Mark Siebert’s work is characterised by a focus on conceptions of art, value, consumerism, authenticity and the material world. much of the work questions hope with futility and idealism, there is an apprehension or something abstract, ideal.
Siebert works in series, with each using a different set of rules guiding the selection of imagery, materials, medium and scale. each work pushes and pulls at meaning from a different angle, giving opportunity to clarify points but also room to elicit different values from a body of work.
Images for Siebert’s work comes from daily roaming of the internet, products, shops or the streets, while medium is selected based on the impact and efficiency of delivery of an idea or image. scale is related to the point the artist is making and the source material used, in some cases the works are 1:1 (drawings the size of computer screens or bus shelters), on other occasions the works are scaled up to heighten their impact, importance or the banality of their content (oversized sms paintings) or, as with the recent losers series, based on the size of found materials.
There is a level of posterity to much of the artist’s output, made obvious in the selection of technique, subject matter and materials – digital forms of communication are appropriated (such as sms and the ipod) and remade with a technique that will outlive the short life span of text messaging or inversely celebrating a discarded lottery ticket. the work ages quickly, even when the paint is still wet the imagery is past its used-by-technological date, replaced by slicker design or an updated product.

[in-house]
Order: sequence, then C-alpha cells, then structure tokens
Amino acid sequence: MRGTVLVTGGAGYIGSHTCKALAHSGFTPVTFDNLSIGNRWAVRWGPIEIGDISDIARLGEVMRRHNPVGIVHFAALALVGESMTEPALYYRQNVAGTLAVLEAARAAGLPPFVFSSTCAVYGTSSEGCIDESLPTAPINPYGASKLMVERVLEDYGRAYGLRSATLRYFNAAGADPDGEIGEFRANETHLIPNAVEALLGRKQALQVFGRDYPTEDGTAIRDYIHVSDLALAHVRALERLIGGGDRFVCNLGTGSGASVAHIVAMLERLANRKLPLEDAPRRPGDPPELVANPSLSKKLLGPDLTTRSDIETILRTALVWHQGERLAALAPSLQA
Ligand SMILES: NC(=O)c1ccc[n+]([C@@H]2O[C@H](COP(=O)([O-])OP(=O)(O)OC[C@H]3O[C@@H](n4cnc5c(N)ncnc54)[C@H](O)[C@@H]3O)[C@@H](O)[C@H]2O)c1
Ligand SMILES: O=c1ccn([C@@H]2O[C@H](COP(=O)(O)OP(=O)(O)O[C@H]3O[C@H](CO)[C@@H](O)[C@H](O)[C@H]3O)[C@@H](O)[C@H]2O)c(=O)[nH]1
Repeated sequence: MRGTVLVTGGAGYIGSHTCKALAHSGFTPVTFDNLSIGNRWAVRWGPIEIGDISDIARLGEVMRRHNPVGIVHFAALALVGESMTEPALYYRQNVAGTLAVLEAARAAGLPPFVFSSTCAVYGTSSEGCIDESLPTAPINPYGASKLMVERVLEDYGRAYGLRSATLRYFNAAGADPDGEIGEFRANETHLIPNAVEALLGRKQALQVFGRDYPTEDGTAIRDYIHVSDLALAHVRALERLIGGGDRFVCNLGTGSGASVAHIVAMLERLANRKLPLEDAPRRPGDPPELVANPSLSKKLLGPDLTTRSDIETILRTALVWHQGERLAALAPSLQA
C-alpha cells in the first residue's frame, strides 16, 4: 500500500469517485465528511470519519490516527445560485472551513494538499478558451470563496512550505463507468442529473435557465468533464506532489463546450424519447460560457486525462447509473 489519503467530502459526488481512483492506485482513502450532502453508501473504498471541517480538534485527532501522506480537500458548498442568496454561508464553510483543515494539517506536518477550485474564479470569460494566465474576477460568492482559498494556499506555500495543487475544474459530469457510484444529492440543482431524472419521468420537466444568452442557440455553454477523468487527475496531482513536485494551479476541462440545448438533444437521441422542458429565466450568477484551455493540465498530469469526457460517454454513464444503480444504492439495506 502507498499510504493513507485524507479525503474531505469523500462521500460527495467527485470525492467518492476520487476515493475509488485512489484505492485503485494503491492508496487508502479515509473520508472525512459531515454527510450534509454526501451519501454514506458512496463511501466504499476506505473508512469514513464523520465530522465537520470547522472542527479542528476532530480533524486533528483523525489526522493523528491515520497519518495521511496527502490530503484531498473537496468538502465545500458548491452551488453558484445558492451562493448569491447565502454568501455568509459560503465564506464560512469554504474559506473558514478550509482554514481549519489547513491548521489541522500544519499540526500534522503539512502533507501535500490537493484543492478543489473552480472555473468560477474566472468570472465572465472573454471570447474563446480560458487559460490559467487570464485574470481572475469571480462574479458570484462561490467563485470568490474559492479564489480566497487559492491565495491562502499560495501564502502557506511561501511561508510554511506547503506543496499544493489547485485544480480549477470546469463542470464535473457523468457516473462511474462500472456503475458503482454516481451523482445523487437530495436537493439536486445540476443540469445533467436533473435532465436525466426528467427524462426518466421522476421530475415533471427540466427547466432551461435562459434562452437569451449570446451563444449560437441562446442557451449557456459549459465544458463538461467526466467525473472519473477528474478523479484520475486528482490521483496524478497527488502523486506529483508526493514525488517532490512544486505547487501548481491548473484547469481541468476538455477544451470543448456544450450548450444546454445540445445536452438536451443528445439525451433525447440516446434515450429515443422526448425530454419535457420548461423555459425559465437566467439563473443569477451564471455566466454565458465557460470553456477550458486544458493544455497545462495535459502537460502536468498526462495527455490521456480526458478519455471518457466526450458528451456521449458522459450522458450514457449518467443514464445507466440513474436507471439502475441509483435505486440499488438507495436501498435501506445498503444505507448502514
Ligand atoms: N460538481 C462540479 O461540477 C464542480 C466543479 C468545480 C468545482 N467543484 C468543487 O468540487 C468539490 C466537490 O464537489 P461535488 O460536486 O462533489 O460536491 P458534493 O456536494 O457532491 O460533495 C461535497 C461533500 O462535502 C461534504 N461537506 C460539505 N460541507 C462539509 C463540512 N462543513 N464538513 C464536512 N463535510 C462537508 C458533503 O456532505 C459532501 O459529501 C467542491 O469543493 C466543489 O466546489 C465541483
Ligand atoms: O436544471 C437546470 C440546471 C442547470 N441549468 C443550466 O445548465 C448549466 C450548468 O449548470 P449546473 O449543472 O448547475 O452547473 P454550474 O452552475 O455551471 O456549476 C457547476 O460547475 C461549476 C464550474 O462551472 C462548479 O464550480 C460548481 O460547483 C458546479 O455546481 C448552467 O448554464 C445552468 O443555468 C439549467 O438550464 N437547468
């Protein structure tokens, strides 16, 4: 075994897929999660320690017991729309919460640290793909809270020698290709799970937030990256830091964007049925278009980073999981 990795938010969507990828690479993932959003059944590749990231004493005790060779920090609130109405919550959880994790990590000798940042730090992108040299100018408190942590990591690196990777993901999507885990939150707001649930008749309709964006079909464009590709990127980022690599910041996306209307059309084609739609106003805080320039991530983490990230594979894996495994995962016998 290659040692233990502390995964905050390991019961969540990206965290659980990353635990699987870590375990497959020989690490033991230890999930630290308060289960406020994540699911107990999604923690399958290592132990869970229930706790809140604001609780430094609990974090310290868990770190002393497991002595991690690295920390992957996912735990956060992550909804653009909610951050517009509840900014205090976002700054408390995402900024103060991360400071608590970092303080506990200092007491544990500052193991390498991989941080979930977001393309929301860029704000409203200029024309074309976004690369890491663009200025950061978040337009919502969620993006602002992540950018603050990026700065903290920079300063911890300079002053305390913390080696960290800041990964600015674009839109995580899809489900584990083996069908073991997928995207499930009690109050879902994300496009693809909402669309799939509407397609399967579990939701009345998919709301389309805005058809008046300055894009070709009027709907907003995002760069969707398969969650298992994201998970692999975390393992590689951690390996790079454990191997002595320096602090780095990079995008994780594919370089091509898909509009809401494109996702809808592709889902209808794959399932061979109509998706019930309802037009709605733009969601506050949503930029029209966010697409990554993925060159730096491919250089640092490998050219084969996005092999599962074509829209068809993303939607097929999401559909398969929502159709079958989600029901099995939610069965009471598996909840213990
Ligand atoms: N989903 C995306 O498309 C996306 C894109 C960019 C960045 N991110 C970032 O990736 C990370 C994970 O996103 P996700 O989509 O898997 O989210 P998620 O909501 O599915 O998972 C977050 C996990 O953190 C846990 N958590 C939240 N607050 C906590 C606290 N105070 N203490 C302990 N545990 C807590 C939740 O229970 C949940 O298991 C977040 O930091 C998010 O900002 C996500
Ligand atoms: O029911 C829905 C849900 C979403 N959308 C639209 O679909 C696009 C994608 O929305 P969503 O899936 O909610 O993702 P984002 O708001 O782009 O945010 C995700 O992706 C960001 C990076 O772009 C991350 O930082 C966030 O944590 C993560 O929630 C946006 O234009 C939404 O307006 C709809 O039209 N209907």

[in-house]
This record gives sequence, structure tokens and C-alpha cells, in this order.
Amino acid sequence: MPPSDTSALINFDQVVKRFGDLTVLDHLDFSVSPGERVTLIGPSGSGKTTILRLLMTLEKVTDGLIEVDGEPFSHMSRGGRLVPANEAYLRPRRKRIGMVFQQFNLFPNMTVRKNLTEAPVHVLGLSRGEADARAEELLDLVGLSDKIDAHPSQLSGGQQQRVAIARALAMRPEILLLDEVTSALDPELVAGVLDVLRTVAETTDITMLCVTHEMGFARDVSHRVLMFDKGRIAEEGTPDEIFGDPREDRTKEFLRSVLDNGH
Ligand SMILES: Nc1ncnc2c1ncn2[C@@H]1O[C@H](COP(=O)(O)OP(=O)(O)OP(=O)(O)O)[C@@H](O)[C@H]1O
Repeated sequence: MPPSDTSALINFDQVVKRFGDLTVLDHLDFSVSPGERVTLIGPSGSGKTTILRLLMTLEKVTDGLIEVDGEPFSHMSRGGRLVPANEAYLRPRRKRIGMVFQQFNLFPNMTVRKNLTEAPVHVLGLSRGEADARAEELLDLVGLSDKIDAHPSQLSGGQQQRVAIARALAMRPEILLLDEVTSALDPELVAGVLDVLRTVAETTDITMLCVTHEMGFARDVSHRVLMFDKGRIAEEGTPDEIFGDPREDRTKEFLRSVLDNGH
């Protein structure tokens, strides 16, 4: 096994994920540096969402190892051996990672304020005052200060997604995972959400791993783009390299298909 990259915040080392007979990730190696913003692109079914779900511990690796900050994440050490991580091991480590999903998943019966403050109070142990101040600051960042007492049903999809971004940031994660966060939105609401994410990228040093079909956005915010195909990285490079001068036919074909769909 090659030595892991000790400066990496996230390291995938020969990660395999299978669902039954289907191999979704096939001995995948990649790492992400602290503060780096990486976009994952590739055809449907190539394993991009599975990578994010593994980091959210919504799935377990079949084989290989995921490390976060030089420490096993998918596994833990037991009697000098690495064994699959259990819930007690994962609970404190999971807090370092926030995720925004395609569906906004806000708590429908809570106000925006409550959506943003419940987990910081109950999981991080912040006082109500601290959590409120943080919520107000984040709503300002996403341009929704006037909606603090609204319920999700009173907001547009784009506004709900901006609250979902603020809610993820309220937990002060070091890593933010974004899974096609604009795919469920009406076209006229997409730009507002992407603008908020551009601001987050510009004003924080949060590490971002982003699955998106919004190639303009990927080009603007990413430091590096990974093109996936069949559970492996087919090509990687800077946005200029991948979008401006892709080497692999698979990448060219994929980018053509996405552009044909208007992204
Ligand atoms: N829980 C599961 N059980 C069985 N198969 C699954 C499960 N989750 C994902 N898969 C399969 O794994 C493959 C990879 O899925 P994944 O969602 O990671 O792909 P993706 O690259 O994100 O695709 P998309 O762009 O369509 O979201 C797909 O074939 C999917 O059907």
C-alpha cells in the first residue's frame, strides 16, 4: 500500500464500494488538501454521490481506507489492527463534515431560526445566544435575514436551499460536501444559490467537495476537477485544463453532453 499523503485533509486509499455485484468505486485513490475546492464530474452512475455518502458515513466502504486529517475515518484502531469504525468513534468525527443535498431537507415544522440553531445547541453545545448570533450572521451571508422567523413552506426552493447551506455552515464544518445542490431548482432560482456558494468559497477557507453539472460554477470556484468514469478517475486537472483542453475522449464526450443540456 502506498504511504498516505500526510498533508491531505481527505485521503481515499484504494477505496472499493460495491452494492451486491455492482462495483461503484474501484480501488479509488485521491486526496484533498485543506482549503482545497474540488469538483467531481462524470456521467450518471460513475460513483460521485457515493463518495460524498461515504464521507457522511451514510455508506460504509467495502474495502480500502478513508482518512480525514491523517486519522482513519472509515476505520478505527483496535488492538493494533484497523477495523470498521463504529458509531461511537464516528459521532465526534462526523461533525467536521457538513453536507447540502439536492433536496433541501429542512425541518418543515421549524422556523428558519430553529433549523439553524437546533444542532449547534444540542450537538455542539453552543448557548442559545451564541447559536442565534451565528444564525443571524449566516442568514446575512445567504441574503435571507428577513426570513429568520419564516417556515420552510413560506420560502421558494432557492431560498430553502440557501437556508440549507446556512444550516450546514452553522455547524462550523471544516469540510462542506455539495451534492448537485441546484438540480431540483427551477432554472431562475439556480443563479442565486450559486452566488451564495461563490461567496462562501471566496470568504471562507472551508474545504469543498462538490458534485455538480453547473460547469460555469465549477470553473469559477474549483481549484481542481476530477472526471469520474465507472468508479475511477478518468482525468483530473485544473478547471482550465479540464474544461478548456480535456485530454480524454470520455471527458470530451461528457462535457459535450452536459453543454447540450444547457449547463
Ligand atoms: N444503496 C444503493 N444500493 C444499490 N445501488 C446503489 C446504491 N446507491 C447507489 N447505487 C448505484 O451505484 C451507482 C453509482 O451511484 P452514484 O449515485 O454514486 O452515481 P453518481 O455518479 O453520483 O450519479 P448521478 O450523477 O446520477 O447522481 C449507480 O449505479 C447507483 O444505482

Much of the artist’s previous work relies on irony and humour, often underhanded but sweetly reclining. in a catalogue essay on the artist ken bolton in 2011 (australian critic and writer) wrote of siebert’s work:
Siebert’s proposals are tendered at one level sincerely, at another as tongue in cheek. the purpose, or the effect, is to test our own identifications and reservations, to bring them into play… thoughts of hope, reaching out of the work to grab attention, like passed notes in a schoolyard.
The recent and ongoing losers paintings and photographs are both tinged with sadness and sweetness. the imagery and materials come from the streets, images collected with the artist’s phone camera, gathered on the way to the studio. siebert’s use of colour adds charm to bitter subject matter, this is a sweet romantic irony and something the artist comes back to again and again. as with other works, there is an abrupt transition between the subject matter and the charm of a pastel palette and tender but rough surfaces, fixed to the walls with discarded screws.